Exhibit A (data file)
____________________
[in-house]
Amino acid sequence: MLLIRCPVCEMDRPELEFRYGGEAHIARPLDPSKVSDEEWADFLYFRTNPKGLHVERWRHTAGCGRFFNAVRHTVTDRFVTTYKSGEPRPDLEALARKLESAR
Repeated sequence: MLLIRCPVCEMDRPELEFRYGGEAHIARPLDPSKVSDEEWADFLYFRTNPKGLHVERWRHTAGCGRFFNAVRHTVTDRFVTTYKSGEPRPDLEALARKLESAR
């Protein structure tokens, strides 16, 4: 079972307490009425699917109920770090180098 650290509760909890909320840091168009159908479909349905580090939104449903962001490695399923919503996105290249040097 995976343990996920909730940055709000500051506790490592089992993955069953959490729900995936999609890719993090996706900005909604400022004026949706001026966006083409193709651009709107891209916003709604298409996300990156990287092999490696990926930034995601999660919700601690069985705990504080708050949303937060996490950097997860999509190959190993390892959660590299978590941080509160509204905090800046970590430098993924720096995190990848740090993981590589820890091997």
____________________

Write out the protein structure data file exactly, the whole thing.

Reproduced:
[in-house]
Amino acid sequence: MLLIRCPVCEMDRPELEFRYGGEAHIARPLDPSKVSDEEWADFLYFRTNPKGLHVERWRHTAGCGRFFNAVRHTVTDRFVTTYKSGEPRPDLEALARKLESAR
Repeated sequence: MLLIRCPVCEMDRPELEFRYGGEAHIARPLDPSKVSDEEWADFLYFRTNPKGLHVERWRHTAGCGRFFNAVRHTVTDRFVTTYKSGEPRPDLEALARKLESAR
């Protein structure tokens, strides 16, 4: 079972307490009425699917109920770090180098 650290509760909890909320840091168009159908479909349905580090939104449903962001490695399923919503996105290249040097 995976343990996920909730940055709000500051506790490592089992993955069953959490729900995936999609890719993090996706900005909604400022004026949706001026966006083409193709651009709107891209916003709604298409996300990156990287092999490696990926930034995601999660919700601690069985705990504080708050949303937060996490950097997860999509190959190993390892959660590299978590941080509160509204905090800046970590430098993924720096995190990848740090993981590589820890091997």